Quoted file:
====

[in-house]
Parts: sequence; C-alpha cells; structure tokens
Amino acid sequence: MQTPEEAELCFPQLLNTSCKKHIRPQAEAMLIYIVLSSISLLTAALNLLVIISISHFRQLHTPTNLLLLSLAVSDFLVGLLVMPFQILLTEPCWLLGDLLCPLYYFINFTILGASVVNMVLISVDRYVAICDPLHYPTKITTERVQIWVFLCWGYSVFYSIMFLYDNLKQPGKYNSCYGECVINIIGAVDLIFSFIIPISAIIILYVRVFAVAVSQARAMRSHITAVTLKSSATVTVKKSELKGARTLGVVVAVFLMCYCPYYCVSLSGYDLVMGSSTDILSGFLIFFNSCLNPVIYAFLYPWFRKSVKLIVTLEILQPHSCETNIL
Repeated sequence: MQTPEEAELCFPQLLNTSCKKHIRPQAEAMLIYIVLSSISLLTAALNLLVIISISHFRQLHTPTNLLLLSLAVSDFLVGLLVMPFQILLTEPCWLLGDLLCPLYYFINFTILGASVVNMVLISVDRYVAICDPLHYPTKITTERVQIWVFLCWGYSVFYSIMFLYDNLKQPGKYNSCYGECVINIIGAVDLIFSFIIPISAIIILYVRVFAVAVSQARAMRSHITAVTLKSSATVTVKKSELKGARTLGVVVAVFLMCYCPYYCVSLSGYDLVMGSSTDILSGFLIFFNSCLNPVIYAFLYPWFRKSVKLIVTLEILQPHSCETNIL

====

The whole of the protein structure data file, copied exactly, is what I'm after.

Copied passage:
[in-house]
Parts: sequence; C-alpha cells; structure tokens
Amino acid sequence: MQTPEEAELCFPQLLNTSCKKHIRPQAEAMLIYIVLSSISLLTAALNLLVIISISHFRQLHTPTNLLLLSLAVSDFLVGLLVMPFQILLTEPCWLLGDLLCPLYYFINFTILGASVVNMVLISVDRYVAICDPLHYPTKITTERVQIWVFLCWGYSVFYSIMFLYDNLKQPGKYNSCYGECVINIIGAVDLIFSFIIPISAIIILYVRVFAVAVSQARAMRSHITAVTLKSSATVTVKKSELKGARTLGVVVAVFLMCYCPYYCVSLSGYDLVMGSSTDILSGFLIFFNSCLNPVIYAFLYPWFRKSVKLIVTLEILQPHSCETNIL
Repeated sequence: MQTPEEAELCFPQLLNTSCKKHIRPQAEAMLIYIVLSSISLLTAALNLLVIISISHFRQLHTPTNLLLLSLAVSDFLVGLLVMPFQILLTEPCWLLGDLLCPLYYFINFTILGASVVNMVLISVDRYVAICDPLHYPTKITTERVQIWVFLCWGYSVFYSIMFLYDNLKQPGKYNSCYGECVINIIGAVDLIFSFIIPISAIIILYVRVFAVAVSQARAMRSHITAVTLKSSATVTVKKSELKGARTLGVVVAVFLMCYCPYYCVSLSGYDLVMGSSTDILSGFLIFFNSCLNPVIYAFLYPWFRKSVKLIVTLEILQPHSCETNIL